with named ranges.
I know you know this already, Go to Formulas ribbon, Click Name Manager, Click New.
Name this as ‘Mylist’
Now here’s the new part, in the refers to box, paste this formula:
Now add a Data Validatation. In the source box, type:
Sheet1 is the name of your sheet. and your list is in B2:B1000.
So start with your three items and try to add some.
The rest of the story is here:
Everything you need to know is all in this link: DYNAMIC NAMED RANGES
That works awesome!
You’re much welcome. It’s Mynda’s blog post and I just learned it from her.
I would appreciate any help you can provide. I’m using a SUMPRODUCT formula which is summing multiple values that are present within a Named Range. This works great until the Named Range values are not contiguous at which point I get the #VALUE! error. I’m not sure why this is happening. The formula is the same. Should the fact that the Named Range is non-contiguous matter? Thanks.
I would appreciate it more if you can send your file through Help Desk with some sample data and your formula you’re trying to work out.
I just want to clarify if what you mean is that the Named Range is composed of non-contiguous ranges or if you mean that the Named Range is contiguous but the values in it are not contiguous.
Anyway, if you mean the former, I would say Excel really does return an error for that (I would suggest for a workaround if you can send me your file). If you mean the latter, As long as the Named Ranges referenced are of the same dimension I don’t think there will be an error.
Thank you for the excellent tutorial.
Cheers, Nathan 🙂
I have an excel sheet which I am trying to load on a sharepoint page using excel web parts.
My excel sheet has an option button, and also certain fields that are coloured conditionally. I try to create a named range so that I could load the sheet on sharepoint. But I find that the option button and other controls are not included in the named range. Is there any way in which I can ensure that my excel controls are included in the excel named ranges? Also any idea why the colours in the coloured fields are not appearing?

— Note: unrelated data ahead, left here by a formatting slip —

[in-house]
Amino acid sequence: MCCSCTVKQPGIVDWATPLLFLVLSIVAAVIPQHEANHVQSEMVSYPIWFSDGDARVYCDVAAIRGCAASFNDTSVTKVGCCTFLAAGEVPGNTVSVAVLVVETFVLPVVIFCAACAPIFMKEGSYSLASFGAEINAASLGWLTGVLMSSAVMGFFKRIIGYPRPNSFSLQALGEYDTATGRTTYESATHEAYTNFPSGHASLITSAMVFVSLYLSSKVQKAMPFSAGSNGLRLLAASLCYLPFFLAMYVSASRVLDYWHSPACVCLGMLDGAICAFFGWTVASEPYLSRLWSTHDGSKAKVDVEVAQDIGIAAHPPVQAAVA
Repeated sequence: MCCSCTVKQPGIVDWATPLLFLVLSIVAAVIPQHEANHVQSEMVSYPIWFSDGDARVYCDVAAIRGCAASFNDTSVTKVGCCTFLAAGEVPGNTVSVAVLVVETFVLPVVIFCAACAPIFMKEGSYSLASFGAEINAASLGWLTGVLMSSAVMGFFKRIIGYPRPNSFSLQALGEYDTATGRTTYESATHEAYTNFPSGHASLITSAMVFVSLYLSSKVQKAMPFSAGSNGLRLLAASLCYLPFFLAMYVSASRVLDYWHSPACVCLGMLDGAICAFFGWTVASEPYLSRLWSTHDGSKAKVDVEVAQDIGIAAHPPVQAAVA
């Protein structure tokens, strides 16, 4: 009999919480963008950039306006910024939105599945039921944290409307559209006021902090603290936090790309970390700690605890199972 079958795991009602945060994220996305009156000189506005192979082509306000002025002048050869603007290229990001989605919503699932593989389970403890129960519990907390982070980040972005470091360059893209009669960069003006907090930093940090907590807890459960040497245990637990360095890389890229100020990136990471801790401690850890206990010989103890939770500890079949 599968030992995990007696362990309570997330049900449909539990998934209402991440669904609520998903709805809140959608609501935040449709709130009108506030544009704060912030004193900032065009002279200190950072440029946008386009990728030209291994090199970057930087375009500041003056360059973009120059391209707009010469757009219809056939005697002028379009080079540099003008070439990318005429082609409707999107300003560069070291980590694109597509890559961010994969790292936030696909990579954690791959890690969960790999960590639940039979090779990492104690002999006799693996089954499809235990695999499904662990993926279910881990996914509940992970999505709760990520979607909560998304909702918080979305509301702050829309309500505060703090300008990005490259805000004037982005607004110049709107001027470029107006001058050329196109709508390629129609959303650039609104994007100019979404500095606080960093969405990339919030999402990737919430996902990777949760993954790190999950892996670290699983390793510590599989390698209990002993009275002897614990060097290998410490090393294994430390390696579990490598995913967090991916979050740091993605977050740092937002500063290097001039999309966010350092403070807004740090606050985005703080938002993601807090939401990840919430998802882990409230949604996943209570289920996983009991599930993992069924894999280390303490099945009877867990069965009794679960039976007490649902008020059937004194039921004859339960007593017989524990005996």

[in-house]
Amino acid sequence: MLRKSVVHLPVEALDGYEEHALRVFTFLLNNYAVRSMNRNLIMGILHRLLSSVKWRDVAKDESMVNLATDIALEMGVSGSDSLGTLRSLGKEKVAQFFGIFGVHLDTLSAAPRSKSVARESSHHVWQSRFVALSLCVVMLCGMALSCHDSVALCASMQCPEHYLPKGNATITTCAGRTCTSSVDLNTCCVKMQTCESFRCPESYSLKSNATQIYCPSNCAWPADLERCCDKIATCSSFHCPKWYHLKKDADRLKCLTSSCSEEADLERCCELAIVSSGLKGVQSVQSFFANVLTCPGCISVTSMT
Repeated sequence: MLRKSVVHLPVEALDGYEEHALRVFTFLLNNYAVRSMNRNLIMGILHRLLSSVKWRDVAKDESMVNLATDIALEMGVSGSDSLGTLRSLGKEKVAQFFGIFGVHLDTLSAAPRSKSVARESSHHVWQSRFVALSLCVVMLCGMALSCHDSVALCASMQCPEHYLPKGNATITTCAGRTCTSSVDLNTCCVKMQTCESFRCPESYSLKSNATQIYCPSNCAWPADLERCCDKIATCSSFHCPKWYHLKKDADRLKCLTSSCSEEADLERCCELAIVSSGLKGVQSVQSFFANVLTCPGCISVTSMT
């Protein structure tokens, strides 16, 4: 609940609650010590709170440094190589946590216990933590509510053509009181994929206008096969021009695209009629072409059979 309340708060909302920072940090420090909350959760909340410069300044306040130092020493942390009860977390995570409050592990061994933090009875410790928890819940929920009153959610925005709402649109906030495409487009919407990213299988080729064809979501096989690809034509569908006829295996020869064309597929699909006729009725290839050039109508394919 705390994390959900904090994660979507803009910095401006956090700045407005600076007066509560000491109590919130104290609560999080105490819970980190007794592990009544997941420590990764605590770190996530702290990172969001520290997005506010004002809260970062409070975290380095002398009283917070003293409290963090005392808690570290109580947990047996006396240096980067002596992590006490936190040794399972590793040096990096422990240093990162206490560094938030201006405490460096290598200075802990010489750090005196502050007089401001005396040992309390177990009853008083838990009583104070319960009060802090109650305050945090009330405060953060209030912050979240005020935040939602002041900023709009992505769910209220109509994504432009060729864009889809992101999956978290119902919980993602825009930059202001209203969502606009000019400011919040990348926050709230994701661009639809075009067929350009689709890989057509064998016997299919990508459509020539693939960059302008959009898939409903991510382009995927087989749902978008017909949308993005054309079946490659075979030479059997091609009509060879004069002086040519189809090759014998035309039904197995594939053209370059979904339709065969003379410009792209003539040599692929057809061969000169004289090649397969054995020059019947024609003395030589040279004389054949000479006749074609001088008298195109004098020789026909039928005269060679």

I’m sorry, I’m not familiar with Sharepoint and it’s limitations.
The column is extremely helpful. ITs helped me to understand the Excel with named range which I am using in SpreadsheerGear. IF you can help me to apply the alternate rowstyle to the name range would really very helpful.
Thanks in advance!
I’m glad we could help 🙂
I’m sorry, I don’t know what you mean by ‘apply the alternate row style to the name range’.
Thank you so much for the quick reply.
Here is my problem : Actually I am using Speadsheet gear for Exporting the reports. In this I am preparing the Names (range of the cells). And these names I am referring with their names in the code to populate the data. I am able to populate the data in the names as well as able to apply the formats. But I need to apply the alternate rowstyles for data rows where alternate rows will be colored in gray. I can do this in excel to the table or set of the cells by using conditional formatting but I need to apply the same to the name which I am creating in the excel template. Please help!
Your help will be really appreciated!!
Thanks in Advance !
I don’t think you can…every time you enter the named range in the ‘Applies to’ field Excel converts that range to cell references again.
There is some discussion about it on a Microsoft forum here. There is also a VBA alternate solution.
I’m sorry I can’t be of more help.
About name range, can you help me with this:
I defined a name range (Products) with 2 columns and 40 rows (=Sheet2!$B$2:$C$41). Cells are all strings. I use this definition as a source for a combobox. My problem is that in combobox I see only first column of defined name range (column B from 2 to 41). It is possible to see all range in combobox selection ?
I don’t think so! I suggest you create a helper column (let’s say column D) that joins columns B & C together and refer your combo box to the concatenated values in column D.
Thanks for your quick answer. That’s was my thinking too. But, my first effort was to use sheets as they are… Almost because of end users, you now… I think that I can use a formula for the new column, something about D=B+C, so when B or C changes, also D changes. Any other suggestions ?
All the best,
Yes you can concatenate the text in columns B & C like this:
For more on using the ampersand symbol to concatenate.
P.S. Oh, yes…I know what you mean about end users 😉
How can I print individual rows 1 row at a time, 1 row per printed page
without having to call out each row to print one at a time manually. I do this function every date up to 50 rows of data and it is time consuming. I would like to just state a range and walk away while it is being printed.
I’d set my margins so small that only one row fits on each page. I hope that helps.